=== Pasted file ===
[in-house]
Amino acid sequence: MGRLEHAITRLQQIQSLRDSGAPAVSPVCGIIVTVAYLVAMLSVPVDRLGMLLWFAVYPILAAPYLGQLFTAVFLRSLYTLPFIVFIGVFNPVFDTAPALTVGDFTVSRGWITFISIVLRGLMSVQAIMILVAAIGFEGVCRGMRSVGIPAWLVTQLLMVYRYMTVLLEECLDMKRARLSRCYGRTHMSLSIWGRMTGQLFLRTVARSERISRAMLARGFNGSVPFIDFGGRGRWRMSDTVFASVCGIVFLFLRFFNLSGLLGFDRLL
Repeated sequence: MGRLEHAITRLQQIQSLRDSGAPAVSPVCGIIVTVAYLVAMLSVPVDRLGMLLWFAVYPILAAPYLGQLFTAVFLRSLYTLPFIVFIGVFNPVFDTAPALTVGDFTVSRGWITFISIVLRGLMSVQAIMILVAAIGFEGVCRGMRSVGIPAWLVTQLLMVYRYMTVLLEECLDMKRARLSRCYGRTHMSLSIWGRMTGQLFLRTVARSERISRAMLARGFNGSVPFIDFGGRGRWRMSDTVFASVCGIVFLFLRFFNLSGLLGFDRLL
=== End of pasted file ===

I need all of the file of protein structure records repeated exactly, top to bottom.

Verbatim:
[in-house]
Amino acid sequence: MGRLEHAITRLQQIQSLRDSGAPAVSPVCGIIVTVAYLVAMLSVPVDRLGMLLWFAVYPILAAPYLGQLFTAVFLRSLYTLPFIVFIGVFNPVFDTAPALTVGDFTVSRGWITFISIVLRGLMSVQAIMILVAAIGFEGVCRGMRSVGIPAWLVTQLLMVYRYMTVLLEECLDMKRARLSRCYGRTHMSLSIWGRMTGQLFLRTVARSERISRAMLARGFNGSVPFIDFGGRGRWRMSDTVFASVCGIVFLFLRFFNLSGLLGFDRLL
Repeated sequence: MGRLEHAITRLQQIQSLRDSGAPAVSPVCGIIVTVAYLVAMLSVPVDRLGMLLWFAVYPILAAPYLGQLFTAVFLRSLYTLPFIVFIGVFNPVFDTAPALTVGDFTVSRGWITFISIVLRGLMSVQAIMILVAAIGFEGVCRGMRSVGIPAWLVTQLLMVYRYMTVLLEECLDMKRARLSRCYGRTHMSLSIWGRMTGQLFLRTVARSERISRAMLARGFNGSVPFIDFGGRGRWRMSDTVFASVCGIVFLFLRFFNLSGLLGFDRLL